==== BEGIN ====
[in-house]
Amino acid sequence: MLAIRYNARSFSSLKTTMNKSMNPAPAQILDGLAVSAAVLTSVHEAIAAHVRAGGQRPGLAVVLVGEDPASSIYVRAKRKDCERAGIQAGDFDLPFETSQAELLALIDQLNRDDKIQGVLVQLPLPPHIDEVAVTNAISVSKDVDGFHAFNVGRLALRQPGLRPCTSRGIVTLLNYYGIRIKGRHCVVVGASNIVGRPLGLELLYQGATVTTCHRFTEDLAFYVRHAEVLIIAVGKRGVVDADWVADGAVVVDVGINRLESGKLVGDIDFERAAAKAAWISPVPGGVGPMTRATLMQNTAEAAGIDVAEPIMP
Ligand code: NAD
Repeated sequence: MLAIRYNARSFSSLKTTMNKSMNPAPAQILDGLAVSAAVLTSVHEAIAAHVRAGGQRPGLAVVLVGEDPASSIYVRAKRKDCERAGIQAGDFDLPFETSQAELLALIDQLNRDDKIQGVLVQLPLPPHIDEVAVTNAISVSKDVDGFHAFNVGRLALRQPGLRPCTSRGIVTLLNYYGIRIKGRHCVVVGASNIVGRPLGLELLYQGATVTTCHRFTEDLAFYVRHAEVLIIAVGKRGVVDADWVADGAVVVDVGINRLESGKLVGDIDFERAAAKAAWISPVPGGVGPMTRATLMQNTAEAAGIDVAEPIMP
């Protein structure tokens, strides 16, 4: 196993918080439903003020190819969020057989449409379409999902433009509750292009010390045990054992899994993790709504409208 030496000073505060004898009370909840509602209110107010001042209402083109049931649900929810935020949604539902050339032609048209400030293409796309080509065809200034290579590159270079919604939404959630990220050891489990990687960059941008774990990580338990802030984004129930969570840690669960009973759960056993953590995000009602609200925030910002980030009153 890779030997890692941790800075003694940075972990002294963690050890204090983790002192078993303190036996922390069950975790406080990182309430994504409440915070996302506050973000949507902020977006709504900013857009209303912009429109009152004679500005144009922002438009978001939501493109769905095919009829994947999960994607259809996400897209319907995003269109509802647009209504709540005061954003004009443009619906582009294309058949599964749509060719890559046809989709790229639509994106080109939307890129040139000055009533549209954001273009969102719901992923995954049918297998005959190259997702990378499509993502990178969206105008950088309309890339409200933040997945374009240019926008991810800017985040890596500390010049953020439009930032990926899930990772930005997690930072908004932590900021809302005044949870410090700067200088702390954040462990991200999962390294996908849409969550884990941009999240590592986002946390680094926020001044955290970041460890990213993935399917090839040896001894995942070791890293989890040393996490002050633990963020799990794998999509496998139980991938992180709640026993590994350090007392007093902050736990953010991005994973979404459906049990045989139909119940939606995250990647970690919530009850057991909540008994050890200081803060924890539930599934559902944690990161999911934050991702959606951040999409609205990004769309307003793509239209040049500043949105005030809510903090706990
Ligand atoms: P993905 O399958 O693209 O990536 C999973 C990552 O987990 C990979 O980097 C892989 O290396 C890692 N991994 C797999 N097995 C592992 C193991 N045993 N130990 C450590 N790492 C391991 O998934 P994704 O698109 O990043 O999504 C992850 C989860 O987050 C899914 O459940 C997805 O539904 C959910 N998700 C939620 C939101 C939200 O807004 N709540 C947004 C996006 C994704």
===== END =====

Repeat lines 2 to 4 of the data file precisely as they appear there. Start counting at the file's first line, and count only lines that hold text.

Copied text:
Amino acid sequence: MLAIRYNARSFSSLKTTMNKSMNPAPAQILDGLAVSAAVLTSVHEAIAAHVRAGGQRPGLAVVLVGEDPASSIYVRAKRKDCERAGIQAGDFDLPFETSQAELLALIDQLNRDDKIQGVLVQLPLPPHIDEVAVTNAISVSKDVDGFHAFNVGRLALRQPGLRPCTSRGIVTLLNYYGIRIKGRHCVVVGASNIVGRPLGLELLYQGATVTTCHRFTEDLAFYVRHAEVLIIAVGKRGVVDADWVADGAVVVDVGINRLESGKLVGDIDFERAAAKAAWISPVPGGVGPMTRATLMQNTAEAAGIDVAEPIMP
Ligand code: NAD
Repeated sequence: MLAIRYNARSFSSLKTTMNKSMNPAPAQILDGLAVSAAVLTSVHEAIAAHVRAGGQRPGLAVVLVGEDPASSIYVRAKRKDCERAGIQAGDFDLPFETSQAELLALIDQLNRDDKIQGVLVQLPLPPHIDEVAVTNAISVSKDVDGFHAFNVGRLALRQPGLRPCTSRGIVTLLNYYGIRIKGRHCVVVGASNIVGRPLGLELLYQGATVTTCHRFTEDLAFYVRHAEVLIIAVGKRGVVDADWVADGAVVVDVGINRLESGKLVGDIDFERAAAKAAWISPVPGGVGPMTRATLMQNTAEAAGIDVAEPIMP